The 30th annual Oklahoma City University Film Institute’s film series will conclude at 2 p.m. March 4 with Kenji Mizoguchi's “Sansho the Bailiff” in the Kerr McGee Auditorium of the Meinders School of Business. The school is located at N.W. 27th Street and McKinley Avenue.
Hailed by critics as one of the best films ever made, “Sansho the Bailiff” tells a compelling story of injustice and suffering made even more remarkable by its imagery. Mizoguchi photographs misty country sides in a visual poem of timeless beauty.
One film critic has commented that no director “has treated the supernatural with such delicacy and respect, with such subtle force of suggestion.” The haunting images create an atmosphere in which film comes as close as it can to the pity and terror of classic Greek tragedy.
The film tells the story of an idealistic governor who disobeys the reigning feudal lord. After he is cast into exile, his wife and children, who are left to fend for themselves, are eventually wrenched apart. Under Mizoguchi’s direction, the classic Japanese story has become one of cinema’s greatest masterpieces. It won the Venice Film Festival’s Golden Lion award.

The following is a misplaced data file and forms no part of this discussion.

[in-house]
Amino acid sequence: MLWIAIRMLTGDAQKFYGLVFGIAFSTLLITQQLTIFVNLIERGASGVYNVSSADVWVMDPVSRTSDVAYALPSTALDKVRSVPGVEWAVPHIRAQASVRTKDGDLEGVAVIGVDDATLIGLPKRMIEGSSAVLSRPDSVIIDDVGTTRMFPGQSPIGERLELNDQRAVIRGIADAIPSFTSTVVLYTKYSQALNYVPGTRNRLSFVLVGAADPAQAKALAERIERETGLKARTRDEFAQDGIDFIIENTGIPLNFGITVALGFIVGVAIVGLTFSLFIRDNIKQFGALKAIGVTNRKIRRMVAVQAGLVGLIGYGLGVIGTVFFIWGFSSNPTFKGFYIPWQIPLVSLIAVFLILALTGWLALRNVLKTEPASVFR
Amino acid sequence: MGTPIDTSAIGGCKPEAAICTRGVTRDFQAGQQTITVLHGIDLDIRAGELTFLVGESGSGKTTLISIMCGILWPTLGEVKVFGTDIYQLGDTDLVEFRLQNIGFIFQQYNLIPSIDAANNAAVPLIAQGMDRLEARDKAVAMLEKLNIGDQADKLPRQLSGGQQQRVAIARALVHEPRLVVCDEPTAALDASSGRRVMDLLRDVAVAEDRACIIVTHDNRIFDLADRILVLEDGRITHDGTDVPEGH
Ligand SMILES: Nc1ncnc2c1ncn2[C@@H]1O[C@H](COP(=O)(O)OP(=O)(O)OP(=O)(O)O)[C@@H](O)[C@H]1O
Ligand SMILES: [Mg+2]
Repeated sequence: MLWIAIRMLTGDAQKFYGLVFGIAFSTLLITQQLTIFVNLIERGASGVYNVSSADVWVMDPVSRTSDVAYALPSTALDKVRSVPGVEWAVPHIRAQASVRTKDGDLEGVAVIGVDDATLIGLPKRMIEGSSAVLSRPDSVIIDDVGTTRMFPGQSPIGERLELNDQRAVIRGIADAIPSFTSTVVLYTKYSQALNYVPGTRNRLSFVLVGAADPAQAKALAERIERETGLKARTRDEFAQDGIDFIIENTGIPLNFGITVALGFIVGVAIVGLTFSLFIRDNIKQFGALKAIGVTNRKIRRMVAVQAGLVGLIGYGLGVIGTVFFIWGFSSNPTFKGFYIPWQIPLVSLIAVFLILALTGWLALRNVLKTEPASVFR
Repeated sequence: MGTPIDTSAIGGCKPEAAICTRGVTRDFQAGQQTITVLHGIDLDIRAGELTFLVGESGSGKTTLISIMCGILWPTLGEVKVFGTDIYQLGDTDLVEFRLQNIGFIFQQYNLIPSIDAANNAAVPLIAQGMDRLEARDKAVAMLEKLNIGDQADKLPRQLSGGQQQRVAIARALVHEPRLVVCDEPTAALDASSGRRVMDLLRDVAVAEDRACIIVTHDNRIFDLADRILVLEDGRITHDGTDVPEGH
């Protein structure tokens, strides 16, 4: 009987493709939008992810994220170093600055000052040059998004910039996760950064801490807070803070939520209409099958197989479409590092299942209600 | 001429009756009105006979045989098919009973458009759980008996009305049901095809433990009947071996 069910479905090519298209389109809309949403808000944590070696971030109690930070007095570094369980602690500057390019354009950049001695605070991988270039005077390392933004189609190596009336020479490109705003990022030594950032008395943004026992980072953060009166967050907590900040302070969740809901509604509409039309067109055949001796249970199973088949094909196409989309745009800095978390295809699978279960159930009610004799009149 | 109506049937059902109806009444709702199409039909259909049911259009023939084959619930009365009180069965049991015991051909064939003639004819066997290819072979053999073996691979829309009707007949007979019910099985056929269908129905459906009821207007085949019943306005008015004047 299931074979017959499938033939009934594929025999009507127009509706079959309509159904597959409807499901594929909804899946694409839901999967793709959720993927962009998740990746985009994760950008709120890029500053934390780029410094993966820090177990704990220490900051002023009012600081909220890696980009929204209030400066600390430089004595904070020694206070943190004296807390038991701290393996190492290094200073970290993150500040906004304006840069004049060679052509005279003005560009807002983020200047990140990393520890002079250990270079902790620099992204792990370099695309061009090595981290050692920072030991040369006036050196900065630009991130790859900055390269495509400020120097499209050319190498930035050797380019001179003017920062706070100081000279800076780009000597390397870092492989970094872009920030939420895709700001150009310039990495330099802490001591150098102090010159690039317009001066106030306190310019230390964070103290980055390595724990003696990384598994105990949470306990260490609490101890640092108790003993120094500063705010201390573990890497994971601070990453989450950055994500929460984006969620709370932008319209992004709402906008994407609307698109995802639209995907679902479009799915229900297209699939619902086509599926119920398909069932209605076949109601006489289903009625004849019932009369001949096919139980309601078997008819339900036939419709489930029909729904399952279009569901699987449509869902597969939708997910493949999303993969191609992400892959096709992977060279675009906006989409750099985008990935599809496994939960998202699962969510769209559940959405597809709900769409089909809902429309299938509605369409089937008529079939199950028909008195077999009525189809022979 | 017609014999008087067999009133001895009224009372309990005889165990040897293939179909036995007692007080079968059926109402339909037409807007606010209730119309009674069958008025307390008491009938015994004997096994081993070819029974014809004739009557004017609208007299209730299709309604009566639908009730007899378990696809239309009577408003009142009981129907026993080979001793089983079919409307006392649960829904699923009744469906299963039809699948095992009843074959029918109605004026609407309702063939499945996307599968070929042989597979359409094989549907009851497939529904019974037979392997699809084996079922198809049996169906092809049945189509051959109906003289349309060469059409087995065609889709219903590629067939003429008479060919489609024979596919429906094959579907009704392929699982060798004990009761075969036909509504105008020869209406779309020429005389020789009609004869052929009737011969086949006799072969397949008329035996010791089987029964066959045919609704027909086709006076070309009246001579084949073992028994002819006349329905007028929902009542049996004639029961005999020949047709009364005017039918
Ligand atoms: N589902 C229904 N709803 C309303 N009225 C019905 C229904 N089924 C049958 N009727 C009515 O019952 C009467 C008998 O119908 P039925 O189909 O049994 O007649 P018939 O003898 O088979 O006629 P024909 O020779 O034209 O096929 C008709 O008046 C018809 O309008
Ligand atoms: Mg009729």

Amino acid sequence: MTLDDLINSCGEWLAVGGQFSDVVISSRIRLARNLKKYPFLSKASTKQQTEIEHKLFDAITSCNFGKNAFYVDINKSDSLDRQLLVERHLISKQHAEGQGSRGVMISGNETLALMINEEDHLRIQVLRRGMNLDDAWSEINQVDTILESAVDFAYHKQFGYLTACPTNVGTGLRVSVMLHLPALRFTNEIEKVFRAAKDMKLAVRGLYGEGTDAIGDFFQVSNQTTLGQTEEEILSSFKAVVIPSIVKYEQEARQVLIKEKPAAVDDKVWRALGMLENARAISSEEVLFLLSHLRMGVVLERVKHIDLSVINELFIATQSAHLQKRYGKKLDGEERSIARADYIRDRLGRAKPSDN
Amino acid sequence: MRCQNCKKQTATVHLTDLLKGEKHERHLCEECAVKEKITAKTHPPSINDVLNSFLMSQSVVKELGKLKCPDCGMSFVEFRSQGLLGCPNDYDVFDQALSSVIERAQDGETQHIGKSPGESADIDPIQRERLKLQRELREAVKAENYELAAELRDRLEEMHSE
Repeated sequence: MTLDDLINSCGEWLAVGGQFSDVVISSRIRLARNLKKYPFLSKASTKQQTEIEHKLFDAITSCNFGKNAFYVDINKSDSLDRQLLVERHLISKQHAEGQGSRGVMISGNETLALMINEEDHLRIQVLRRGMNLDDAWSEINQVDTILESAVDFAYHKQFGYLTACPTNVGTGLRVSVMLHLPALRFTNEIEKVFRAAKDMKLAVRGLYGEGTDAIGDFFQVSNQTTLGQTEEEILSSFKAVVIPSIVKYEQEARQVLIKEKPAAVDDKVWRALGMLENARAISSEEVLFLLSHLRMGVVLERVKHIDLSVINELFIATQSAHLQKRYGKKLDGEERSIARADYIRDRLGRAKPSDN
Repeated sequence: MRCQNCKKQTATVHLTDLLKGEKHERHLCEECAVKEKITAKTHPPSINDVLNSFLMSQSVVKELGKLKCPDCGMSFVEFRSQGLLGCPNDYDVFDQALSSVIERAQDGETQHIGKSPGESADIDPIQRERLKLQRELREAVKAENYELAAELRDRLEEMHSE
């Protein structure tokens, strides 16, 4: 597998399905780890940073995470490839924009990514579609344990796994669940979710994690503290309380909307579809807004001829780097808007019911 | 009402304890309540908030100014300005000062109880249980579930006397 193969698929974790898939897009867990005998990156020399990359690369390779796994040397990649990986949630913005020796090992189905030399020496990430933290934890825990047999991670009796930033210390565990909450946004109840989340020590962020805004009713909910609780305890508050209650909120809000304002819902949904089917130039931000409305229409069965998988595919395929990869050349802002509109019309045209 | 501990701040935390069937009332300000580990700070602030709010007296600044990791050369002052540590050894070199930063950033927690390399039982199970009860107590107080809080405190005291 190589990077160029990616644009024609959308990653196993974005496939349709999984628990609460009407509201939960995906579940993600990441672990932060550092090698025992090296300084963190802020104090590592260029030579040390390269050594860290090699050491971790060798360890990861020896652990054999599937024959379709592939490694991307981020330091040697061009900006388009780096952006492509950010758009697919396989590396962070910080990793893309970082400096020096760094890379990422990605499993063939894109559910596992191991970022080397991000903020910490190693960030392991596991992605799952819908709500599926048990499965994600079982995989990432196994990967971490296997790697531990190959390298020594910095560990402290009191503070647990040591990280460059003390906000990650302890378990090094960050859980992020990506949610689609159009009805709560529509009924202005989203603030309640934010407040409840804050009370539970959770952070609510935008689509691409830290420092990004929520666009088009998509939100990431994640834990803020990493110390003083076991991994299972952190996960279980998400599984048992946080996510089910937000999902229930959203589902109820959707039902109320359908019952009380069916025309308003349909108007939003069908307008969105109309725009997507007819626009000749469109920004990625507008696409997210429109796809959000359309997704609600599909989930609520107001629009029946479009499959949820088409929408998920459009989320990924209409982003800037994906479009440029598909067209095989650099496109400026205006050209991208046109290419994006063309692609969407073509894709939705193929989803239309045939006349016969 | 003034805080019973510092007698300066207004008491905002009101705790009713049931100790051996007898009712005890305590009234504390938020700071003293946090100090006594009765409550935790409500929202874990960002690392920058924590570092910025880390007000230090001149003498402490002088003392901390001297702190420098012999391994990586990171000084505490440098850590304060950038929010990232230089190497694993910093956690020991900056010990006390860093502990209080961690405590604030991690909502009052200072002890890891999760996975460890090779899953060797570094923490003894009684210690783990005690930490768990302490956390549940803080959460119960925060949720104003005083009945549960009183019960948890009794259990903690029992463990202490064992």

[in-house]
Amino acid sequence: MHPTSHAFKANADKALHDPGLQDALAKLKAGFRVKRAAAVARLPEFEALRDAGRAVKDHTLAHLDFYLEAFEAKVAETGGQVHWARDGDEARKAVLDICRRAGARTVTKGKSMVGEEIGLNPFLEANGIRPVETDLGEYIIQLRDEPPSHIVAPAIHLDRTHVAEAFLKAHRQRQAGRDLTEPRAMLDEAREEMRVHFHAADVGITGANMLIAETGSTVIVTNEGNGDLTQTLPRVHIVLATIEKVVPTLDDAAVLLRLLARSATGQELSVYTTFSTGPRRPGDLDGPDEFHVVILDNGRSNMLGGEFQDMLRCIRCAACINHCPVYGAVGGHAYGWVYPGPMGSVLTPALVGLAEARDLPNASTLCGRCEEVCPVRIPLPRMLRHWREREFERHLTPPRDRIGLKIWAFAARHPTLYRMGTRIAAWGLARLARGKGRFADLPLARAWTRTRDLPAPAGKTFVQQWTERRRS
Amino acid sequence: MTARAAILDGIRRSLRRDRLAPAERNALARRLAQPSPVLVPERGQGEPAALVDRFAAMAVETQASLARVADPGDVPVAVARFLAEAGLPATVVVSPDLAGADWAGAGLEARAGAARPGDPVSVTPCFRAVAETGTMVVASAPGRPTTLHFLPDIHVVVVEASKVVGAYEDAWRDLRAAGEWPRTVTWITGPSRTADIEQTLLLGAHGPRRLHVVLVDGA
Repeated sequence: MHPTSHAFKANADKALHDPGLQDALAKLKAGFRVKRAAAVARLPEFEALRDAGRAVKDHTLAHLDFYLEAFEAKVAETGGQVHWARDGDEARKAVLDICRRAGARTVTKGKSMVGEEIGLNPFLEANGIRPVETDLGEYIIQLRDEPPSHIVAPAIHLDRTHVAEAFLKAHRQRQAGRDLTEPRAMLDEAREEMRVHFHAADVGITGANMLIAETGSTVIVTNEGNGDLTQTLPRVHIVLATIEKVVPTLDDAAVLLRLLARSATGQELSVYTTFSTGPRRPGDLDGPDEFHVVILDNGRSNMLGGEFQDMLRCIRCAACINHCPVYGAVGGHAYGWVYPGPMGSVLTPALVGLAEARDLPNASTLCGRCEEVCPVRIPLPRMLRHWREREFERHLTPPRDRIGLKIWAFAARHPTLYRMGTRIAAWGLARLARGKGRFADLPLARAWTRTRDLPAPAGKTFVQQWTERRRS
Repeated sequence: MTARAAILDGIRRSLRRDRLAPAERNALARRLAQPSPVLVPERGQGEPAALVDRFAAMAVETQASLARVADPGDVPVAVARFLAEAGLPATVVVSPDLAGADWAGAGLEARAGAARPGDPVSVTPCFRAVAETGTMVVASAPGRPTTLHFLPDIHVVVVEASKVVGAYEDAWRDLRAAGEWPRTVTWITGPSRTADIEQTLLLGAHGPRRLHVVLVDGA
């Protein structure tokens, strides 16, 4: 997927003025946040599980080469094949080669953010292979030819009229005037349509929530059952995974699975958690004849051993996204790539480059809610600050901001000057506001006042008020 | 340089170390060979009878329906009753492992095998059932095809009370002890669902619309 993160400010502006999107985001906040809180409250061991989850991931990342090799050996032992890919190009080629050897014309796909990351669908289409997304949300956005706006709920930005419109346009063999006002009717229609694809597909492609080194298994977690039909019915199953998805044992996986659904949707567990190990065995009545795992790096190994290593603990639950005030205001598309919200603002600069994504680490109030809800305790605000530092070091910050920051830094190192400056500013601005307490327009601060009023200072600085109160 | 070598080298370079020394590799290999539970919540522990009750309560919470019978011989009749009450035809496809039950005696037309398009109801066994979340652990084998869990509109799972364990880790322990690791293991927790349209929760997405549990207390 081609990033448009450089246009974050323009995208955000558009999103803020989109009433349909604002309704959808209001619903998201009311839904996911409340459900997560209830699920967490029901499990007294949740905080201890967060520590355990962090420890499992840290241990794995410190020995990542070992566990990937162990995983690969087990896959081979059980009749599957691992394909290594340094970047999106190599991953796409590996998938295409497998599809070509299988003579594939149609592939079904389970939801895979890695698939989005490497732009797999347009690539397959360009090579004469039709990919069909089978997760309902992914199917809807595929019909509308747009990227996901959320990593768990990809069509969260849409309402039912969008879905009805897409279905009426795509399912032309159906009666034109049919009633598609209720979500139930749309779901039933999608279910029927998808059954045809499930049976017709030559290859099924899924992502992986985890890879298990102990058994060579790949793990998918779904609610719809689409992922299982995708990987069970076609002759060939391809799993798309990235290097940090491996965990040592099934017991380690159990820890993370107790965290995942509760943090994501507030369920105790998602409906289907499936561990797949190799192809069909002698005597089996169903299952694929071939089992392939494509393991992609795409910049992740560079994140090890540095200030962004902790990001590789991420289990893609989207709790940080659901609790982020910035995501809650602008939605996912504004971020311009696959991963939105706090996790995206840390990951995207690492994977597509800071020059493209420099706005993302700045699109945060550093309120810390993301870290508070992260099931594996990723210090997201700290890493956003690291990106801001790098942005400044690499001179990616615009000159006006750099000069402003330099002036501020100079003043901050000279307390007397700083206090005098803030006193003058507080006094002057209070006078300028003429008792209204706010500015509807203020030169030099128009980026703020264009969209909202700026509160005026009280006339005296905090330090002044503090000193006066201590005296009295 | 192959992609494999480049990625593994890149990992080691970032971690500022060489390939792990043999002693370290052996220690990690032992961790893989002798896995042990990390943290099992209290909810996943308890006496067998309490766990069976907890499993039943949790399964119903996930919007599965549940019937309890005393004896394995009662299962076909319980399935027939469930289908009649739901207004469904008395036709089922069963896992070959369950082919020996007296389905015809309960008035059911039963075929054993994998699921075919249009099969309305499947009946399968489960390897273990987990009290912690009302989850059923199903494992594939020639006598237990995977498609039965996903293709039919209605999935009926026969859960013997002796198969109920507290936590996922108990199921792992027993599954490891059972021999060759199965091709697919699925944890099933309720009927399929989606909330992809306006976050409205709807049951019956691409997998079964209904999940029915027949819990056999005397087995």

The theme of this year’s series is “Compassion: The Radical Challenge.” It is based on Karin Armstrong’s book, “Twelve Steps to a Compassionate Life.” The book will be available at the film showing.
Harbour Winn, director of OCU’s Film Institute and a coordinator of the series, said the theme is intended “to bring to our attention the most recent book of the most acclaimed scholar of comparative religion in the West. Armstrong exhorts us to understand that even though faith has been exploited to justify horrific atrocities in the world, the fundamental idea in religion challenges us to understand that compassion is inseparable from humanity.”
Admission to all films in the series is free. The series is supported by the Thatcher Hoffman Smith Endowment Fund, the Kirkpatrick Family Fund and donations from the public.
For more information contact Winn at firstname.lastname@example.org or (405) 208-5472.